State v. Mattson-Graham, 012021 WACA, 53595-5-II

Docket Nº:53595-5-II
Opinion Judge:WORSWICK, J.
Judge Panel:We concur: Lee, C.J., Glasgow, J.
Case Date:January 20, 2021
Court:Court of Appeals of Washington




No. 53595-5-II

Court of Appeals of Washington, Division 2

January 20, 2021



Dana Noreen Mattson-Graham appeals her conviction and sentence for third degree assault. Mattson-Graham argues that the trial court abused its discretion by allowing a police officer to provide improper opinion of guilt testimony during trial and by imposing a deoxyribonucleic acid (DNA) collection fee despite her indigency. We disagree and affirm.


One day in March 2019, Mattson-Graham entered a Shell station convenience store to buy a soda. The cashier at the store told Mattson-Graham that she was not allowed in the store and needed to leave. Mattson-Graham left the store and ultimately returned to her van, which was broken down in a large gravel parking lot on the property. Law enforcement eventually responded and arrested Mattson-Graham for trespassing. The State charged Mattson-Graham with third degree assault and second degree criminal trespass.

Detective Mathew Schlecht testified at trial as follows. When he arrived at the Shell station, he saw Mattson-Graham standing outside of her van about 10 to 15 yards from the Shell station. Detective Schlecht contacted Mattson-Graham and placed her under arrest for criminal trespass. Mattson-Graham became extremely upset and started calling Detective Schlecht vulgar names and screaming that he was assaulting her. As Detective Schlecht sat her in the police car and attempted to put her seatbelt on, Mattson-Graham continued to yell and scream at Detective Schlecht and Sergeant Samuel Patrick, who had also arrived at the scene. Mattson-Graham then turned and kicked Detective Schlecht in the hip area. The officers then attempted to remove Mattson-Graham from the car to restrain her feet, but Mattson-Graham stuck her foot underneath the cage separating the back seat from the front seat. When asked if he would describe the kick "as a purposeful act," Detective Schlecht said, "Yes." Verbatim Report of Proceedings (VRP) at 61. Mattson-Graham did not object.

Sergeant Patrick also testified at trial. He recalled seeing Mattson-Graham's foot make contact with the upper portion of detective Schlecht's leg. The State asked Sergeant Patrick about his observations: [STATE]: Now, when the defendant struck the deputy with her leg, was she-describe her body position in relation to Detective Schlecht.

[SGT. PATRICK]: She was partially in the seat sitting down, and then she had to bring her feet up and kick out.

[STATE]: Was she facing him?

[SGT. PATRICK]: Partially.

[STATE]: Was it an intentional kick?

[SGT. PATRICK]: I believe so.

[STATE]: Other than the kick, was she otherwise thrashing her limbs around?

[SGT. PATRICK]: What she could. She was in cuffs.

[STATE]: When she kicked the deputy, was that an attempt to keep him from grabbing her leg?

VRP at 86.

Mattson-Graham objected to the State's question on the basis of speculation. The trial court sustained the objection, and the State asked, "Was the kick an intentional act?" VRP at 86. Sergeant Patrick responded, "It appeared to be." VRP at 86. Mattson-Graham objected on the basis of asked and answered. The trial court sustained this objection also. The State asked, "Was the kick an accident?" and Mattson-Graham objected again on the basis of speculation. VRP at 86. The trial court permitted Sergeant Patrick to answer. Sergeant Patrick testified, "It did not look like an accident." VRP at 87.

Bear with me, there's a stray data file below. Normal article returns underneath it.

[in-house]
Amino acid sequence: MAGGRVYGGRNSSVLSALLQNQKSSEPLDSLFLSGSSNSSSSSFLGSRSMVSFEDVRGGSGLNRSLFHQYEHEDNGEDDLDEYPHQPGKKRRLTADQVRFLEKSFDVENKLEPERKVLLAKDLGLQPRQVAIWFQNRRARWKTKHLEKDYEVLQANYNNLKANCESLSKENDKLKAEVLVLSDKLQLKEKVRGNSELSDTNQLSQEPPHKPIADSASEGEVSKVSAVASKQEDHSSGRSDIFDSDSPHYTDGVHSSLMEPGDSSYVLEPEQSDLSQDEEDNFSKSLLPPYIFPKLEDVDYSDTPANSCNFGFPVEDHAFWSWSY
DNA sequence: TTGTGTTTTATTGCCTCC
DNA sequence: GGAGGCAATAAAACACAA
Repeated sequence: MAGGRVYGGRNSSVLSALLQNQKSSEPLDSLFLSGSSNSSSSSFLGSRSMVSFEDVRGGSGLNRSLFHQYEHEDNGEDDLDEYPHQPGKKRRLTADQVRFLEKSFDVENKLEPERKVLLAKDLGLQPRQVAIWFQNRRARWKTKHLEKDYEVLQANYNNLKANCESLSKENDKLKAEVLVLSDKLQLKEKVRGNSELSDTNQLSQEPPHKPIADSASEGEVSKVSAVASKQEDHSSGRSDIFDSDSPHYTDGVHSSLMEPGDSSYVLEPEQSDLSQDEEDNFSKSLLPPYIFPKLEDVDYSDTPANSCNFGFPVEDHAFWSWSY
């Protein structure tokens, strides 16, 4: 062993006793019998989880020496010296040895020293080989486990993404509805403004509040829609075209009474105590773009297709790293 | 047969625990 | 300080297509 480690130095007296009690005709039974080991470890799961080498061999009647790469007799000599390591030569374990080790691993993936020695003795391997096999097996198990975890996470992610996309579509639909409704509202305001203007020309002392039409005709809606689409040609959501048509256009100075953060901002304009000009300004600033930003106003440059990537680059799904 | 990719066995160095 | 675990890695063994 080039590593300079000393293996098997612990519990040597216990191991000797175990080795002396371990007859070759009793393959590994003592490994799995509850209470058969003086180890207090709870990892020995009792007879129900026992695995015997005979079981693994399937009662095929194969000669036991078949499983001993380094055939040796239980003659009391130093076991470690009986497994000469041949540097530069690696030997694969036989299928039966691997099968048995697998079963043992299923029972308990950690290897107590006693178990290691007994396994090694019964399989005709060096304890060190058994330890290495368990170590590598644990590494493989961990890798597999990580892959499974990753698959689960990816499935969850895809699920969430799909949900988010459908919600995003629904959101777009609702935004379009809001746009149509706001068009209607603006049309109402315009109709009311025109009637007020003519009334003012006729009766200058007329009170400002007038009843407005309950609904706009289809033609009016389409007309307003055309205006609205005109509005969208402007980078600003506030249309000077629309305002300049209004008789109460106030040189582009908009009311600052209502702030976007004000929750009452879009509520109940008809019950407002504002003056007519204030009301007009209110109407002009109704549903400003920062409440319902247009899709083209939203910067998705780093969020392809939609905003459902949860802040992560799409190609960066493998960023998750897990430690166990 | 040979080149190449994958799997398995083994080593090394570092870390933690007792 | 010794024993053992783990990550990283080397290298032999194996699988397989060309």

Mattson-Graham testified that she did not remember kicking Detective Schlecht and her feelings were hurt at the time. In her closing argument, Mattson-Graham argued that the discrepancies between Sergeant Patrick's, Detective Schlecht's, and Mattson-Graham's recollections of the kick raised a reasonable doubt as to her guilt on the assault charge.

The jury found Mattson-Graham guilty of third degree assault and not guilty of second degree criminal trespass. The trial court imposed legal financial obligations including a $500 victim assessment and a $100 DNA collection fee.

Mattson-Graham appeals her judgment and sentence.


I. Opinion Testimony

Mattson-Graham argues that the trial court abused its discretion by permitting Sergeant Patrick to offer improper opinion of guilt testimony when he testified that he believed Mattson-Graham's kick was intentional. Because Mattson-Graham did not object to the testimony on this basis below and fails to show that a manifest constitutional error occurred, we hold that the issue is not preserved for appeal.

A. Legal Principles

In general, appellate courts will not consider issues raised for the first time on appeal. State v. Kirkman, 159 Wn.2d 918, 926, 155 P.3d 125 (2007); see RAP 2.5(a). But a party can raise an error for the first time on appeal if it is a manifest error affecting a constitutional right. Kirkman, 159 Wn.2d at 926. The defendant must show that the constitutional error actually affected her rights at trial, thereby demonstrating the actual prejudice that makes an error "manifest" and allows review. Kirkman, 159 Wn.2d at 926-27.

"On appeal, a party may not raise an objection not properly preserved at trial absent manifest constitutional error. We adopt a strict approach because trial counsel's failure to object to the error robs the court of the opportunity to correct the error and avoid a retrial." State v. Powell, 166 Wn.2d...

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